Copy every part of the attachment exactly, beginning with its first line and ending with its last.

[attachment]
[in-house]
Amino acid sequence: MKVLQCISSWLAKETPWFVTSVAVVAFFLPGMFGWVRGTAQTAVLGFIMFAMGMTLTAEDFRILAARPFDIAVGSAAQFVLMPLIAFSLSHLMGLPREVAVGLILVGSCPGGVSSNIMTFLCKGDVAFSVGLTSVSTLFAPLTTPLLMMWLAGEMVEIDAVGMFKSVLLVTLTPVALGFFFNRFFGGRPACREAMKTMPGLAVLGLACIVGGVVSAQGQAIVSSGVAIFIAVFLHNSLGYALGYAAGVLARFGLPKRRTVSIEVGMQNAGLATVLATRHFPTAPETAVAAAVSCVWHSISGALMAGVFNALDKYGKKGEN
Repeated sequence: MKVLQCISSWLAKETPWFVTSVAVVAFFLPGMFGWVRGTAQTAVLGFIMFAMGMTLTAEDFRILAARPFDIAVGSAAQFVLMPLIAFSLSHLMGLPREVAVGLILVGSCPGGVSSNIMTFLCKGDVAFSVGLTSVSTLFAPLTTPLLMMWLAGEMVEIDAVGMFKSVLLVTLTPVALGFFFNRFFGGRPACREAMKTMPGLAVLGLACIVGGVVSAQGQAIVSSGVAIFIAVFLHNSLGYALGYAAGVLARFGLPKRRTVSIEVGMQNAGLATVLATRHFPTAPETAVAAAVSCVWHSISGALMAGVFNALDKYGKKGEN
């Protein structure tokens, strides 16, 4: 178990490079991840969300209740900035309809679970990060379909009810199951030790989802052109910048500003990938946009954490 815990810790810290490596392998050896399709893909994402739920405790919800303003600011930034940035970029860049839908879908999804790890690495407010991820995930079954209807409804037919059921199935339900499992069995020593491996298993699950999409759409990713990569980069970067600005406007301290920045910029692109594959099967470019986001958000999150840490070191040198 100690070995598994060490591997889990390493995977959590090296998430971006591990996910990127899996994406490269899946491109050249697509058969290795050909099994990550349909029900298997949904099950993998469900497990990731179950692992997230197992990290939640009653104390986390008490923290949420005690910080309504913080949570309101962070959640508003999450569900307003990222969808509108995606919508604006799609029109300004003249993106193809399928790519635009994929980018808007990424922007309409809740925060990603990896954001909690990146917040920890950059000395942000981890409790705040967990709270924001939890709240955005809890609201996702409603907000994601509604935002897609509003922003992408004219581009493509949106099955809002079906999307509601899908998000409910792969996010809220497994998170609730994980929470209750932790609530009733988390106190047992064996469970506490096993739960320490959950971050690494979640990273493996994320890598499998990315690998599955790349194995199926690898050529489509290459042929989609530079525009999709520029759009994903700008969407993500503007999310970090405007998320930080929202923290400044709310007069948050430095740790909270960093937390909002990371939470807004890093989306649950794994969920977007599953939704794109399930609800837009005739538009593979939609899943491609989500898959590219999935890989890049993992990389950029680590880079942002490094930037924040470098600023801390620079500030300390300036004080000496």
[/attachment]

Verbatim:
[in-house]
Amino acid sequence: MKVLQCISSWLAKETPWFVTSVAVVAFFLPGMFGWVRGTAQTAVLGFIMFAMGMTLTAEDFRILAARPFDIAVGSAAQFVLMPLIAFSLSHLMGLPREVAVGLILVGSCPGGVSSNIMTFLCKGDVAFSVGLTSVSTLFAPLTTPLLMMWLAGEMVEIDAVGMFKSVLLVTLTPVALGFFFNRFFGGRPACREAMKTMPGLAVLGLACIVGGVVSAQGQAIVSSGVAIFIAVFLHNSLGYALGYAAGVLARFGLPKRRTVSIEVGMQNAGLATVLATRHFPTAPETAVAAAVSCVWHSISGALMAGVFNALDKYGKKGEN
Repeated sequence: MKVLQCISSWLAKETPWFVTSVAVVAFFLPGMFGWVRGTAQTAVLGFIMFAMGMTLTAEDFRILAARPFDIAVGSAAQFVLMPLIAFSLSHLMGLPREVAVGLILVGSCPGGVSSNIMTFLCKGDVAFSVGLTSVSTLFAPLTTPLLMMWLAGEMVEIDAVGMFKSVLLVTLTPVALGFFFNRFFGGRPACREAMKTMPGLAVLGLACIVGGVVSAQGQAIVSSGVAIFIAVFLHNSLGYALGYAAGVLARFGLPKRRTVSIEVGMQNAGLATVLATRHFPTAPETAVAAAVSCVWHSISGALMAGVFNALDKYGKKGEN
């Protein structure tokens, strides 16, 4: 178990490079991840969300209740900035309809679970990060379909009810199951030790989802052109910048500003990938946009954490 815990810790810290490596392998050896399709893909994402739920405790919800303003600011930034940035970029860049839908879908999804790890690495407010991820995930079954209807409804037919059921199935339900499992069995020593491996298993699950999409759409990713990569980069970067600005406007301290920045910029692109594959099967470019986001958000999150840490070191040198 100690070995598994060490591997889990390493995977959590090296998430971006591990996910990127899996994406490269899946491109050249697509058969290795050909099994990550349909029900298997949904099950993998469900497990990731179950692992997230197992990290939640009653104390986390008490923290949420005690910080309504913080949570309101962070959640508003999450569900307003990222969808509108995606919508604006799609029109300004003249993106193809399928790519635009994929980018808007990424922007309409809740925060990603990896954001909690990146917040920890950059000395942000981890409790705040967990709270924001939890709240955005809890609201996702409603907000994601509604935002897609509003922003992408004219581009493509949106099955809002079906999307509601899908998000409910792969996010809220497994998170609730994980929470209750932790609530009733988390106190047992064996469970506490096993739960320490959950971050690494979640990273493996994320890598499998990315690998599955790349194995199926690898050529489509290459042929989609530079525009999709520029759009994903700008969407993500503007999310970090405007998320930080929202923290400044709310007069948050430095740790909270960093937390909002990371939470807004890093989306649950794994969920977007599953939704794109399930609800837009005739538009593979939609899943491609989500898959590219999935890989890049993992990389950029680590880079942002490094930037924040470098600023801390620079500030300390300036004080000496």